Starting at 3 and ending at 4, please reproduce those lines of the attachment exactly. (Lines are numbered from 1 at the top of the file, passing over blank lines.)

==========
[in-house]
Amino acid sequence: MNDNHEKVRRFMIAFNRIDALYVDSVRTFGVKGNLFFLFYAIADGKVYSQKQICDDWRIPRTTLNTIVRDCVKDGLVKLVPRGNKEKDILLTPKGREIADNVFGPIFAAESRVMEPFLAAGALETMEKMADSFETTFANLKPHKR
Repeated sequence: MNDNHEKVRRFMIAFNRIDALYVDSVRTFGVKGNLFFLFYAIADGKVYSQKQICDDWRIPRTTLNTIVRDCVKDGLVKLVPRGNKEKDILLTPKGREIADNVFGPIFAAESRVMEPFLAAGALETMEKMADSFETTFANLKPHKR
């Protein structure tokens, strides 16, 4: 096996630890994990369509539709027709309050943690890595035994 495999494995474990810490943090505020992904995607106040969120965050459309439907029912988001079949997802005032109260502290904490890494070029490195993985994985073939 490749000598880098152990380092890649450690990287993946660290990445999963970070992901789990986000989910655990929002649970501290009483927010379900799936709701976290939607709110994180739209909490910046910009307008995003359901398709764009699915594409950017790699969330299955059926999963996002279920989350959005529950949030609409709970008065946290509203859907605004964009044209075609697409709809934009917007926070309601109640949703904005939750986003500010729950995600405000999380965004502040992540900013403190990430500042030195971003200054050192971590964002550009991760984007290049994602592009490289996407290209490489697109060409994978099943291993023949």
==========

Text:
Repeated sequence: MNDNHEKVRRFMIAFNRIDALYVDSVRTFGVKGNLFFLFYAIADGKVYSQKQICDDWRIPRTTLNTIVRDCVKDGLVKLVPRGNKEKDILLTPKGREIADNVFGPIFAAESRVMEPFLAAGALETMEKMADSFETTFANLKPHKR
């Protein structure tokens, strides 16, 4: 096996630890994990369509539709027709309050943690890595035994 495999494995474990810490943090505020992904995607106040969120965050459309439907029912988001079949997802005032109260502290904490890494070029490195993985994985073939 490749000598880098152990380092890649450690990287993946660290990445999963970070992901789990986000989910655990929002649970501290009483927010379900799936709701976290939607709110994180739209909490910046910009307008995003359901398709764009699915594409950017790699969330299955059926999963996002279920989350959005529950949030609409709970008065946290509203859907605004964009044209075609697409709809934009917007926070309601109640949703904005939750986003500010729950995600405000999380965004502040992540900013403190990430500042030195971003200054050192971590964002550009991760984007290049994602592009490289996407290209490489697109060409994978099943291993023949």